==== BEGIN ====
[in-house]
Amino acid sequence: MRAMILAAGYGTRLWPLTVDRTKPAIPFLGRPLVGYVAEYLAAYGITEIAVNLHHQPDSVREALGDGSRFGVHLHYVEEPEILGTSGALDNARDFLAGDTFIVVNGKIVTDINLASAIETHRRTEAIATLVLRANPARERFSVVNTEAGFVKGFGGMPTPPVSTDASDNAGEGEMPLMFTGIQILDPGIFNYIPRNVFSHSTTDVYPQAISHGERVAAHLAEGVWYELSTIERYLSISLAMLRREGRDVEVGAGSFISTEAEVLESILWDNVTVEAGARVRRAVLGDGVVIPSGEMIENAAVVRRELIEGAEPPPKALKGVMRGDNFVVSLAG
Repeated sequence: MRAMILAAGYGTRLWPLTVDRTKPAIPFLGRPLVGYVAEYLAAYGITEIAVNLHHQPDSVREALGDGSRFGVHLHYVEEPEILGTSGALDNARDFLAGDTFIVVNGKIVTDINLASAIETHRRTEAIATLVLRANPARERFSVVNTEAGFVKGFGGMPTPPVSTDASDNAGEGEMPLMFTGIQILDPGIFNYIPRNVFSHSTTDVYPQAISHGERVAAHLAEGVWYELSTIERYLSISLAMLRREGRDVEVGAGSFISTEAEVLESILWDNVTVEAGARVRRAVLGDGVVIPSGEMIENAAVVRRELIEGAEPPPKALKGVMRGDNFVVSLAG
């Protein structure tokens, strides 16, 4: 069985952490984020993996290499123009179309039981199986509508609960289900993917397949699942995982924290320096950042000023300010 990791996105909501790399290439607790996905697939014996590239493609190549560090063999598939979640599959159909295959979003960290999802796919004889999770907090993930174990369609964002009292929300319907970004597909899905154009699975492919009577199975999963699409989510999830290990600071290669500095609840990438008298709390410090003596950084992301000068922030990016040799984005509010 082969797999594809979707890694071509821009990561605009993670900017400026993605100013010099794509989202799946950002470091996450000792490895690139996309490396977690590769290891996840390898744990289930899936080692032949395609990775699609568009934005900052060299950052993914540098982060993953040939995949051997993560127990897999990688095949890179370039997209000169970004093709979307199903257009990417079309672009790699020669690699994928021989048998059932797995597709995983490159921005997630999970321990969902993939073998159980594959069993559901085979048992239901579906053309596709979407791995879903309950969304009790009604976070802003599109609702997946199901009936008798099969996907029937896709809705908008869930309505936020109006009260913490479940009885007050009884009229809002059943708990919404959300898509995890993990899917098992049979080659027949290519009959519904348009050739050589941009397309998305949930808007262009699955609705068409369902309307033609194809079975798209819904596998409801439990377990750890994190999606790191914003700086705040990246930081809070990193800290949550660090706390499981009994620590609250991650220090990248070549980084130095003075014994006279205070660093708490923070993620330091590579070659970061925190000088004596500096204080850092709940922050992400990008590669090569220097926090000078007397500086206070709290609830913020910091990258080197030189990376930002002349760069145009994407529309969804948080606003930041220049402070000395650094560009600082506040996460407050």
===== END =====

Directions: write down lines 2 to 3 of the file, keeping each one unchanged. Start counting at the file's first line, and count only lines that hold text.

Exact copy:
Amino acid sequence: MRAMILAAGYGTRLWPLTVDRTKPAIPFLGRPLVGYVAEYLAAYGITEIAVNLHHQPDSVREALGDGSRFGVHLHYVEEPEILGTSGALDNARDFLAGDTFIVVNGKIVTDINLASAIETHRRTEAIATLVLRANPARERFSVVNTEAGFVKGFGGMPTPPVSTDASDNAGEGEMPLMFTGIQILDPGIFNYIPRNVFSHSTTDVYPQAISHGERVAAHLAEGVWYELSTIERYLSISLAMLRREGRDVEVGAGSFISTEAEVLESILWDNVTVEAGARVRRAVLGDGVVIPSGEMIENAAVVRRELIEGAEPPPKALKGVMRGDNFVVSLAG
Repeated sequence: MRAMILAAGYGTRLWPLTVDRTKPAIPFLGRPLVGYVAEYLAAYGITEIAVNLHHQPDSVREALGDGSRFGVHLHYVEEPEILGTSGALDNARDFLAGDTFIVVNGKIVTDINLASAIETHRRTEAIATLVLRANPARERFSVVNTEAGFVKGFGGMPTPPVSTDASDNAGEGEMPLMFTGIQILDPGIFNYIPRNVFSHSTTDVYPQAISHGERVAAHLAEGVWYELSTIERYLSISLAMLRREGRDVEVGAGSFISTEAEVLESILWDNVTVEAGARVRRAVLGDGVVIPSGEMIENAAVVRRELIEGAEPPPKALKGVMRGDNFVVSLAG